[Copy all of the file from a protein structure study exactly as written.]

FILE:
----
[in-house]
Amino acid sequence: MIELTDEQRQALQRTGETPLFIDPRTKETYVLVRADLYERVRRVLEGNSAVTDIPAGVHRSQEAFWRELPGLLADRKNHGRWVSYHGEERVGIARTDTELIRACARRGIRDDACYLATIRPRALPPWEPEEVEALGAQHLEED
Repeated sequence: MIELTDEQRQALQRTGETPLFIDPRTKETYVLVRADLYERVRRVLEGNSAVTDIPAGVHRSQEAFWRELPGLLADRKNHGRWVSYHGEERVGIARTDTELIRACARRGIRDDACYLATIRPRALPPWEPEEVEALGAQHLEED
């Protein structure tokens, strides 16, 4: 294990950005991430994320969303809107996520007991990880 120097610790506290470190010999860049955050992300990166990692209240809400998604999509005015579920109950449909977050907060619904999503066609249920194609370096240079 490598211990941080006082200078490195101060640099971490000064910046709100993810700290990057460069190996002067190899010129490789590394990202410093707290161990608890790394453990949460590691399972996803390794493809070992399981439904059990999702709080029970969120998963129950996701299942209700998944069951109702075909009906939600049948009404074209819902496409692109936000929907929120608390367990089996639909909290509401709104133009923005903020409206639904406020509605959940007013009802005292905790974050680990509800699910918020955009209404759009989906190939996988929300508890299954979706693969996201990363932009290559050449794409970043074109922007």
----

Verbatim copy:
[in-house]
Amino acid sequence: MIELTDEQRQALQRTGETPLFIDPRTKETYVLVRADLYERVRRVLEGNSAVTDIPAGVHRSQEAFWRELPGLLADRKNHGRWVSYHGEERVGIARTDTELIRACARRGIRDDACYLATIRPRALPPWEPEEVEALGAQHLEED
Repeated sequence: MIELTDEQRQALQRTGETPLFIDPRTKETYVLVRADLYERVRRVLEGNSAVTDIPAGVHRSQEAFWRELPGLLADRKNHGRWVSYHGEERVGIARTDTELIRACARRGIRDDACYLATIRPRALPPWEPEEVEALGAQHLEED
């Protein structure tokens, strides 16, 4: 294990950005991430994320969303809107996520007991990880 120097610790506290470190010999860049955050992300990166990692209240809400998604999509005015579920109950449909977050907060619904999503066609249920194609370096240079 490598211990941080006082200078490195101060640099971490000064910046709100993810700290990057460069190996002067190899010129490789590394990202410093707290161990608890790394453990949460590691399972996803390794493809070992399981439904059990999702709080029970969120998963129950996701299942209700998944069951109702075909009906939600049948009404074209819902496409692109936000929907929120608390367990089996639909909290509401709104133009923005903020409206639904406020509605959940007013009802005292905790974050680990509800699910918020955009209404759009989906190939996988929300508890299954979706693969996201990363932009290559050449794409970043074109922007």